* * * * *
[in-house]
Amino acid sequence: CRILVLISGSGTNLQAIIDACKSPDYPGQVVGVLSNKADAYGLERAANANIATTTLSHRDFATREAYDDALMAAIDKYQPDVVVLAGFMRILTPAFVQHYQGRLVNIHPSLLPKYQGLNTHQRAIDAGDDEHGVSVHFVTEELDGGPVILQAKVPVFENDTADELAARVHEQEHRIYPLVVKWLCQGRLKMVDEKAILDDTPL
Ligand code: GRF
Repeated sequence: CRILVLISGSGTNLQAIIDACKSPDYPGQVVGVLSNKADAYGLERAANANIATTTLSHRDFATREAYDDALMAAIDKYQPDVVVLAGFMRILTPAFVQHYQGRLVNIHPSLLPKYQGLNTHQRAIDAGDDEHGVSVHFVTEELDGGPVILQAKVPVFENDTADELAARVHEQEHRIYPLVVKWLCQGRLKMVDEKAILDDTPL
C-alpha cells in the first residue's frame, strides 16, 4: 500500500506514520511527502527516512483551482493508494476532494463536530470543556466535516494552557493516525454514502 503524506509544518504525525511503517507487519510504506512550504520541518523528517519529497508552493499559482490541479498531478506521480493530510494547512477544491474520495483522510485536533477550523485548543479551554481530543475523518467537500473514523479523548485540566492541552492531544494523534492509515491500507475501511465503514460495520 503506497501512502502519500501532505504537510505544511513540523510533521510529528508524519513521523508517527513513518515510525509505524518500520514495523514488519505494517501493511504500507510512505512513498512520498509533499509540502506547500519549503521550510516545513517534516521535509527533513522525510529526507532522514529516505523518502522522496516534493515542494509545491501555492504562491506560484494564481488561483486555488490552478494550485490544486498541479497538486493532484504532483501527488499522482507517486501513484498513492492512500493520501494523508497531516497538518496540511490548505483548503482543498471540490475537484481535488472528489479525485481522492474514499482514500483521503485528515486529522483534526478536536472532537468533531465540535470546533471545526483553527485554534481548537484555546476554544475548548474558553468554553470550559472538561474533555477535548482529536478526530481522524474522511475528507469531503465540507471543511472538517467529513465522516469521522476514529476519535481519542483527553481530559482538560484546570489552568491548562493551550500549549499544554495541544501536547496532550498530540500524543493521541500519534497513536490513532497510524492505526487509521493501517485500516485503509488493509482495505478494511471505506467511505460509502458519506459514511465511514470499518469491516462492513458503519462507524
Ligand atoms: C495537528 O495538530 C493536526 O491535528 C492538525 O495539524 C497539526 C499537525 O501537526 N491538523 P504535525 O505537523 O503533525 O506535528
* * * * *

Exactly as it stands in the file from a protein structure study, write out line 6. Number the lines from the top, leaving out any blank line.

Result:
Ligand atoms: C495537528 O495538530 C493536526 O491535528 C492538525 O495539524 C497539526 C499537525 O501537526 N491538523 P504535525 O505537523 O503533525 O506535528